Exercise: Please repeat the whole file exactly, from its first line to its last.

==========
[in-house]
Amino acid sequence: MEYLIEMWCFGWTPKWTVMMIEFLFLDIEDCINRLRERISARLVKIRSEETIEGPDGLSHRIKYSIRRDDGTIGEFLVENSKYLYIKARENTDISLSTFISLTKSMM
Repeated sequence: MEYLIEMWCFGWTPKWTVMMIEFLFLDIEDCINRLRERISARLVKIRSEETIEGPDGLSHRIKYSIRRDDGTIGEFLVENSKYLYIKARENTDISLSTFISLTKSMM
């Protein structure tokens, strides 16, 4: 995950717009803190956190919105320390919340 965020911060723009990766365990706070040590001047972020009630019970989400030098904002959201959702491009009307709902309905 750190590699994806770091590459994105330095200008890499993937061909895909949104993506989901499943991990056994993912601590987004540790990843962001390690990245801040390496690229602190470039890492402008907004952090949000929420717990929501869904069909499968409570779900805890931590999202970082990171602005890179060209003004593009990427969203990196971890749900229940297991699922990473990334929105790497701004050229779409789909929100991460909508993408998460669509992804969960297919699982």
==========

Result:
[in-house]
Amino acid sequence: MEYLIEMWCFGWTPKWTVMMIEFLFLDIEDCINRLRERISARLVKIRSEETIEGPDGLSHRIKYSIRRDDGTIGEFLVENSKYLYIKARENTDISLSTFISLTKSMM
Repeated sequence: MEYLIEMWCFGWTPKWTVMMIEFLFLDIEDCINRLRERISARLVKIRSEETIEGPDGLSHRIKYSIRRDDGTIGEFLVENSKYLYIKARENTDISLSTFISLTKSMM
């Protein structure tokens, strides 16, 4: 995950717009803190956190919105320390919340 965020911060723009990766365990706070040590001047972020009630019970989400030098904002959201959702491009009307709902309905 750190590699994806770091590459994105330095200008890499993937061909895909949104993506989901499943991990056994993912601590987004540790990843962001390690990245801040390496690229602190470039890492402008907004952090949000929420717990929501869904069909499968409570779900805890931590999202970082990171602005890179060209003004593009990427969203990196971890749900229940297991699922990473990334929105790497701004050229779409789909929100991460909508993408998460669509992804969960297919699982």